Against the Cold War: The History and Political Traditions of Pro-Sovietism in the British Labour Party, 1945-1989
Few historians, including Left-wing scholars and writers, have a good word to say about British Members of Parliament sympathetic to the Soviets--"the neo-Stalinist Left", "crypto-Communists", "left-wing gadflys". Much has been published on "Soviet spies" and their connections with Labour MPs but Against the Cold War debunks this popular literature and shows in detail the relationships between the MPs and their "handlers". Lilleker shows the largely well-meaning attempts on the part of British MPs to develop a coexistence with the Soviet bloc--both culturally and politically--and to change negative perceptions of the Soviets. Through detailed analysis and extensive research he emphasizes that far from being a danger to the state, as has been generally accepted, these Labour MPs were largely innocent and ineffectual.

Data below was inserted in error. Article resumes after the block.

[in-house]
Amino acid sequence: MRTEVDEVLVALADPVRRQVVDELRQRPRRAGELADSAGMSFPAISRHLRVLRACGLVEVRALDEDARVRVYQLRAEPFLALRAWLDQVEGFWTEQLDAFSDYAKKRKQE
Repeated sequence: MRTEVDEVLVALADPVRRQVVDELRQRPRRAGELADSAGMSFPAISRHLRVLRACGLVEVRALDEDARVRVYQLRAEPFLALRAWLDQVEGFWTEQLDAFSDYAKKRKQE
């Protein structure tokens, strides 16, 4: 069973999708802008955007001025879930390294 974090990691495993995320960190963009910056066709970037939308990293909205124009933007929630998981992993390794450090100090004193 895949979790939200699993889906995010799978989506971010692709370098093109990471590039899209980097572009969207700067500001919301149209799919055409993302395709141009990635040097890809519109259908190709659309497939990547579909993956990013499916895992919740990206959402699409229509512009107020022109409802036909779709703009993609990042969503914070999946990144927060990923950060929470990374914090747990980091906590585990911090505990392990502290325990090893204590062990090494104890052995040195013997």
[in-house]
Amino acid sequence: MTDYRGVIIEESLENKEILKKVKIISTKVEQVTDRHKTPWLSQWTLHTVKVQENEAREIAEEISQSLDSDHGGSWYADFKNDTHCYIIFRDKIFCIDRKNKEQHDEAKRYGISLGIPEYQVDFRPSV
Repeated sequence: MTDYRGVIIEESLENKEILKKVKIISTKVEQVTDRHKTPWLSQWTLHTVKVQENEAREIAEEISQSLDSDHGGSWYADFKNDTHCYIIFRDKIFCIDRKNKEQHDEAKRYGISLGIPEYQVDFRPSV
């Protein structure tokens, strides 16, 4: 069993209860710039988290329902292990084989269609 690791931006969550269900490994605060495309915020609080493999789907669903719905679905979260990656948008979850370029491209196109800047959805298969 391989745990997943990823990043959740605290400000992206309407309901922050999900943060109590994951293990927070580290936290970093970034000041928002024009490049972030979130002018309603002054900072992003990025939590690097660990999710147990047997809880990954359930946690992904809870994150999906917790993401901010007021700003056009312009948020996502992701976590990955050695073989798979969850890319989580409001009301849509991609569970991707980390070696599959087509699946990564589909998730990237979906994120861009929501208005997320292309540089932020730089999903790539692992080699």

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Building a ProSoviet Fifth Column
From Emancipatory Revolution to Grand Alliance
Konni Zilliacus and Labours Adversarial Voices from
Victory for Socialism
Raising tbe Stakes
The perspectives of proSovietism
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